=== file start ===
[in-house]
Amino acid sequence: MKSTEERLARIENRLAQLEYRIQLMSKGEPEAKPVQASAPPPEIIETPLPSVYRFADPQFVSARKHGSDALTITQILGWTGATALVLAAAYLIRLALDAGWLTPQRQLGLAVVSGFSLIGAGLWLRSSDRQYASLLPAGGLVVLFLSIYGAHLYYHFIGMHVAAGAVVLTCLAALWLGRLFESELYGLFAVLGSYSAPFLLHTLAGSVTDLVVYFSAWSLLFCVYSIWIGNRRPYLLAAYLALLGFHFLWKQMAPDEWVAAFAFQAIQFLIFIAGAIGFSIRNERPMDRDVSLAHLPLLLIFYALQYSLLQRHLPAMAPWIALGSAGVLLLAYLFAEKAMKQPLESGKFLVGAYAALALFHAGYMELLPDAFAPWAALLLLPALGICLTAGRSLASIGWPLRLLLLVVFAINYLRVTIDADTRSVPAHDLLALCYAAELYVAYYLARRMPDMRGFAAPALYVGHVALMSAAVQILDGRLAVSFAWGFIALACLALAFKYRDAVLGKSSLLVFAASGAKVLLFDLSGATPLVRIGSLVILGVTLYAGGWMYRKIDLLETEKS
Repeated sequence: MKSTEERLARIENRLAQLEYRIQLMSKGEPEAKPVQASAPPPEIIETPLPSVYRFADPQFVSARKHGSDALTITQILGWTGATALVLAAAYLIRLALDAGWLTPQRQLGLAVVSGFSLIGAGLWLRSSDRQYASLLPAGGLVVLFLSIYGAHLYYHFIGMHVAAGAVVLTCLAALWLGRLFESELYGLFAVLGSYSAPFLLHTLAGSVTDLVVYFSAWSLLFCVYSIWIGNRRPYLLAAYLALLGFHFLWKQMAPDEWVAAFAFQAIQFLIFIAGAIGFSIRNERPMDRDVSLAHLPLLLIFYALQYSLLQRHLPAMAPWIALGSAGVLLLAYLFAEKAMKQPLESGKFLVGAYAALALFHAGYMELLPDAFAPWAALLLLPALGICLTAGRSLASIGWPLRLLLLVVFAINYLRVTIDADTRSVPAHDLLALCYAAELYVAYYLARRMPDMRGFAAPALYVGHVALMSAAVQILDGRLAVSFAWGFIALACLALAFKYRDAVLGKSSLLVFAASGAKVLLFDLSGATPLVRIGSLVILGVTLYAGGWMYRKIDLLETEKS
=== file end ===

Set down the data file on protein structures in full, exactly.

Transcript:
[in-house]
Amino acid sequence: MKSTEERLARIENRLAQLEYRIQLMSKGEPEAKPVQASAPPPEIIETPLPSVYRFADPQFVSARKHGSDALTITQILGWTGATALVLAAAYLIRLALDAGWLTPQRQLGLAVVSGFSLIGAGLWLRSSDRQYASLLPAGGLVVLFLSIYGAHLYYHFIGMHVAAGAVVLTCLAALWLGRLFESELYGLFAVLGSYSAPFLLHTLAGSVTDLVVYFSAWSLLFCVYSIWIGNRRPYLLAAYLALLGFHFLWKQMAPDEWVAAFAFQAIQFLIFIAGAIGFSIRNERPMDRDVSLAHLPLLLIFYALQYSLLQRHLPAMAPWIALGSAGVLLLAYLFAEKAMKQPLESGKFLVGAYAALALFHAGYMELLPDAFAPWAALLLLPALGICLTAGRSLASIGWPLRLLLLVVFAINYLRVTIDADTRSVPAHDLLALCYAAELYVAYYLARRMPDMRGFAAPALYVGHVALMSAAVQILDGRLAVSFAWGFIALACLALAFKYRDAVLGKSSLLVFAASGAKVLLFDLSGATPLVRIGSLVILGVTLYAGGWMYRKIDLLETEKS
Repeated sequence: MKSTEERLARIENRLAQLEYRIQLMSKGEPEAKPVQASAPPPEIIETPLPSVYRFADPQFVSARKHGSDALTITQILGWTGATALVLAAAYLIRLALDAGWLTPQRQLGLAVVSGFSLIGAGLWLRSSDRQYASLLPAGGLVVLFLSIYGAHLYYHFIGMHVAAGAVVLTCLAALWLGRLFESELYGLFAVLGSYSAPFLLHTLAGSVTDLVVYFSAWSLLFCVYSIWIGNRRPYLLAAYLALLGFHFLWKQMAPDEWVAAFAFQAIQFLIFIAGAIGFSIRNERPMDRDVSLAHLPLLLIFYALQYSLLQRHLPAMAPWIALGSAGVLLLAYLFAEKAMKQPLESGKFLVGAYAALALFHAGYMELLPDAFAPWAALLLLPALGICLTAGRSLASIGWPLRLLLLVVFAINYLRVTIDADTRSVPAHDLLALCYAAELYVAYYLARRMPDMRGFAAPALYVGHVALMSAAVQILDGRLAVSFAWGFIALACLALAFKYRDAVLGKSSLLVFAASGAKVLLFDLSGATPLVRIGSLVILGVTLYAGGWMYRKIDLLETEKS